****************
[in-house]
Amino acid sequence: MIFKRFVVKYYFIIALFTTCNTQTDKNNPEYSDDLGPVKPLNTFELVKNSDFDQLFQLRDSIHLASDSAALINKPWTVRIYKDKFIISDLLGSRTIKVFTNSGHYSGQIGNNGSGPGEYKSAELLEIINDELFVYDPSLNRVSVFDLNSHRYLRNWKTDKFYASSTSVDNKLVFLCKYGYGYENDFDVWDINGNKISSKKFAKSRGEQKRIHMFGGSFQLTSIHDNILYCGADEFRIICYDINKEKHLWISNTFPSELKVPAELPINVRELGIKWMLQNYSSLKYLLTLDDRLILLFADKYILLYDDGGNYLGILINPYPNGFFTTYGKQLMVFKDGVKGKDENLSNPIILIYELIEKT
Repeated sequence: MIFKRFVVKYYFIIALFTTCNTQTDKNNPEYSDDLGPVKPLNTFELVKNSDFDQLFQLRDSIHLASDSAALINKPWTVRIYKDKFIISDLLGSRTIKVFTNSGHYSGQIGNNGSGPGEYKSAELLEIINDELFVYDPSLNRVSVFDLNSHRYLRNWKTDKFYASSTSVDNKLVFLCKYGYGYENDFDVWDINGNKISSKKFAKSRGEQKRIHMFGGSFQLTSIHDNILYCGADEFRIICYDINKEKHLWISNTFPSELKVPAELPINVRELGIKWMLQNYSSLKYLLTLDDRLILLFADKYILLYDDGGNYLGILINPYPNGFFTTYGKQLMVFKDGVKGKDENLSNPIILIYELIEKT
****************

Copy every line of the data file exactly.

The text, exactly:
[in-house]
Amino acid sequence: MIFKRFVVKYYFIIALFTTCNTQTDKNNPEYSDDLGPVKPLNTFELVKNSDFDQLFQLRDSIHLASDSAALINKPWTVRIYKDKFIISDLLGSRTIKVFTNSGHYSGQIGNNGSGPGEYKSAELLEIINDELFVYDPSLNRVSVFDLNSHRYLRNWKTDKFYASSTSVDNKLVFLCKYGYGYENDFDVWDINGNKISSKKFAKSRGEQKRIHMFGGSFQLTSIHDNILYCGADEFRIICYDINKEKHLWISNTFPSELKVPAELPINVRELGIKWMLQNYSSLKYLLTLDDRLILLFADKYILLYDDGGNYLGILINPYPNGFFTTYGKQLMVFKDGVKGKDENLSNPIILIYELIEKT
Repeated sequence: MIFKRFVVKYYFIIALFTTCNTQTDKNNPEYSDDLGPVKPLNTFELVKNSDFDQLFQLRDSIHLASDSAALINKPWTVRIYKDKFIISDLLGSRTIKVFTNSGHYSGQIGNNGSGPGEYKSAELLEIINDELFVYDPSLNRVSVFDLNSHRYLRNWKTDKFYASSTSVDNKLVFLCKYGYGYENDFDVWDINGNKISSKKFAKSRGEQKRIHMFGGSFQLTSIHDNILYCGADEFRIICYDINKEKHLWISNTFPSELKVPAELPINVRELGIKWMLQNYSSLKYLLTLDDRLILLFADKYILLYDDGGNYLGILINPYPNGFFTTYGKQLMVFKDGVKGKDENLSNPIILIYELIEKT